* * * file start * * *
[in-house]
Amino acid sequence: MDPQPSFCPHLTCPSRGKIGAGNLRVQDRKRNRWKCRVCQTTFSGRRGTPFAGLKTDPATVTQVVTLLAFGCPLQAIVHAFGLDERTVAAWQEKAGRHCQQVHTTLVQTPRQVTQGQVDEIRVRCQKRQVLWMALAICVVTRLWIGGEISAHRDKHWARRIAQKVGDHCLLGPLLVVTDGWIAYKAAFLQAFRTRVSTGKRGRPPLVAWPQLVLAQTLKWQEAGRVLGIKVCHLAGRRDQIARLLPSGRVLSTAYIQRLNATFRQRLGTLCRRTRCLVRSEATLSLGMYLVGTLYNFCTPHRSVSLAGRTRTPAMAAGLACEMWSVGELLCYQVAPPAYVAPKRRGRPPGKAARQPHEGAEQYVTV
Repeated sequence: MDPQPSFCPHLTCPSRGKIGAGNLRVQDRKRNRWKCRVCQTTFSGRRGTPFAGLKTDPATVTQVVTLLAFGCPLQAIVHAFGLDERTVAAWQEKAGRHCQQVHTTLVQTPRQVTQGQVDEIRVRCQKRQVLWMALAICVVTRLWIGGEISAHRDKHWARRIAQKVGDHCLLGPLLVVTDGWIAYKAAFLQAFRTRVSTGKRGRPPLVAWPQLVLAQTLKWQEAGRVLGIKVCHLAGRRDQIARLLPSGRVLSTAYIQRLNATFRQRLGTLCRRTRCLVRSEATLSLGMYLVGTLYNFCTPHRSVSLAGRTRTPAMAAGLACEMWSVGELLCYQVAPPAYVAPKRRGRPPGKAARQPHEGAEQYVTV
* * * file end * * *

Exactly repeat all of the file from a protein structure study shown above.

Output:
[in-house]
Amino acid sequence: MDPQPSFCPHLTCPSRGKIGAGNLRVQDRKRNRWKCRVCQTTFSGRRGTPFAGLKTDPATVTQVVTLLAFGCPLQAIVHAFGLDERTVAAWQEKAGRHCQQVHTTLVQTPRQVTQGQVDEIRVRCQKRQVLWMALAICVVTRLWIGGEISAHRDKHWARRIAQKVGDHCLLGPLLVVTDGWIAYKAAFLQAFRTRVSTGKRGRPPLVAWPQLVLAQTLKWQEAGRVLGIKVCHLAGRRDQIARLLPSGRVLSTAYIQRLNATFRQRLGTLCRRTRCLVRSEATLSLGMYLVGTLYNFCTPHRSVSLAGRTRTPAMAAGLACEMWSVGELLCYQVAPPAYVAPKRRGRPPGKAARQPHEGAEQYVTV
Repeated sequence: MDPQPSFCPHLTCPSRGKIGAGNLRVQDRKRNRWKCRVCQTTFSGRRGTPFAGLKTDPATVTQVVTLLAFGCPLQAIVHAFGLDERTVAAWQEKAGRHCQQVHTTLVQTPRQVTQGQVDEIRVRCQKRQVLWMALAICVVTRLWIGGEISAHRDKHWARRIAQKVGDHCLLGPLLVVTDGWIAYKAAFLQAFRTRVSTGKRGRPPLVAWPQLVLAQTLKWQEAGRVLGIKVCHLAGRRDQIARLLPSGRVLSTAYIQRLNATFRQRLGTLCRRTRCLVRSEATLSLGMYLVGTLYNFCTPHRSVSLAGRTRTPAMAAGLACEMWSVGELLCYQVAPPAYVAPKRRGRPPGKAARQPHEGAEQYVTV